The travel industry worldwide ground to a halt in March after a decade of sparkling growth, but 2020 had begun on a bright note.

In January, the United Nations World Tourism Organisation reported 1.5 billion tourist arrivals globally last year – a record. For the months ahead, growth of 4 per cent was projected. Then the Covid-19 pandemic created total disruption.

My own hiking trip in May in the Rodopi mountains of Bulgaria was cancelled by the tour company, but with a refund credit note for rebooking next year.

The company also stayed focused on the future, noting that it will come up with more tours and acknowledging the benefit that travellers bring to communities when exploring remote places.

Indeed, so have other travel companies. Despite hitting the pause button on much of travel for the rest of the year, many are rolling out next year's programmes at discounted rates and with greater flexibility to cancel.

Poignantly, my plan to watch the Passion Play in the German alpine village of Oberammergau, after the hike, was also canned. In late March, Oberammergau announced the postponement of 103 performances of the play till 2022.

Ironically, the first play had been triggered by a pandemic, the Bubonic Plague, in 1633. Its population made a pledge to God that if they were spared from the worst ravages, they would stage a play every decade depicting the life, death and resurrection of Jesus Christ. They staged the first play in 1634.

It has taken another pandemic for the village to cancel this year's edition. With restrictions on mass gatherings, there was no way the spectacle, expected to attract half a million visitors from around the world, could be staged.

In this, the Passion Play was not alone. Other cultural mass events such as the 65th edition of the Eurovision Song Contest in May and the Glastonbury Music Festival, which would have celebrated its 50th anniversary last month, have been mothballed till next year.

The rebooted performances will not be diminished versions. If anything, their return will be sweeter for fans.

The signs of disruption were emerging in mid-February, when my plans to spend Carnival in Limassol, Cyprus, were nearly upended.

It seems surreal now, but at the time, Cyprus and much of Europe appeared free from Covid-19 woes.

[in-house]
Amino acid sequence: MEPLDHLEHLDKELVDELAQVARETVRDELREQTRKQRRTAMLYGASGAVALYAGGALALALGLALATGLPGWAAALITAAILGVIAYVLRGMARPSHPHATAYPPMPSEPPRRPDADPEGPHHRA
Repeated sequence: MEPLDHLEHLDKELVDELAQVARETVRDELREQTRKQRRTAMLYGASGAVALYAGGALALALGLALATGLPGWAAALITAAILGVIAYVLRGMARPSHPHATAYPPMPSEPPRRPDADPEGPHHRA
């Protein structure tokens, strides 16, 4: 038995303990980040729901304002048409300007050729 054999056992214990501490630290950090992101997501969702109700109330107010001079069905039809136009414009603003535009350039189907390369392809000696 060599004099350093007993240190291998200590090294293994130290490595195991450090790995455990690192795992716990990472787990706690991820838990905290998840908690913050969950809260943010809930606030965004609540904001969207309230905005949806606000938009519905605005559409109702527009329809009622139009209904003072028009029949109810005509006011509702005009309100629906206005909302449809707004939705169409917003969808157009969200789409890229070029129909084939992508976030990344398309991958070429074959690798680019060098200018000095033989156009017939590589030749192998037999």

Still, a day after I landed in Cyprus, it was reported that a permanent resident, originally from China, had returned after a Chinese New Year visit and was suspected of having the virus. It turned out to be a false alarm, however.

The Mediterranean island is replete with Roman mosaics, splendid mediaeval fortresses dotting the coast, Byzantine churches hidden in the mountains – and also an enticing border crossing into Turkish Cyprus. It even has enough snow in winter to make skiing possible.

It was packed with tourists when I was there. But conspicuous by their absence were the Chinese vacationers for whom Cyprus had started to become a holiday draw in recent years. All the Chinese restaurants in the main towns of Paphos, Larnaca and Limassol in Cyprus were shut.

In the last week of February, as the nine-day Carnival was about to start, Cyprus was on tenterhooks with the pronouncement of the first infections in Italy and news that the Venice Carnival had been shut prematurely after only two days.

Fortunately, with no cases of the virus reported in Cyprus, the festive event kicked off on Feb 20.

It was a riot with street parades. Among the crowd favourites were, weirdly, those impersonating coronavirus patients wearing N95 masks and walking around with medical paraphernalia. At the time, South Korea and Italy were being swamped with the most cases. It was rather disconcerting to watch.

The Carnival hosted nightly parties in front of the 16th-century Ottoman-style Limassol Castle. As I danced with the crowd in the tightly packed Castle Square, it dawned on me how perfect the situation was for a virus to spread. Thankfully, it was safe then.

When I left the island for Athens in early March, Greece had reported three cases, but apart from seeing a few people on its underground trains wearing face masks, life went on normally. Athens was also buzzing with tourism.

Around that time, there were reports of Asians or anyone looking like an Asian facing discrimination in various parts of Europe because of their association with China.

In Cyprus and Greece, I did not encounter any incident. Perhaps the locals were used to seeing Asians – there are many Thais and Vietnamese, for instance, working in Cyprus.

But it was interesting that on one night in a Paphos hotel, when I was with a group of fellow walkers listening to live music, two Chinese women appeared. The first thing they did was to announce that though they were native Chinese, they were living in London.

Could this be a sign to come? That Asians would be viewed askance wherever they go? The test will come post-Covid-19 when the Chinese, keen to travel again, go abroad. Will they be welcome in hotels, restaurants and shops?

Initially, there may be some hesitance but, with Covid-19 affecting so manyRead More – Source

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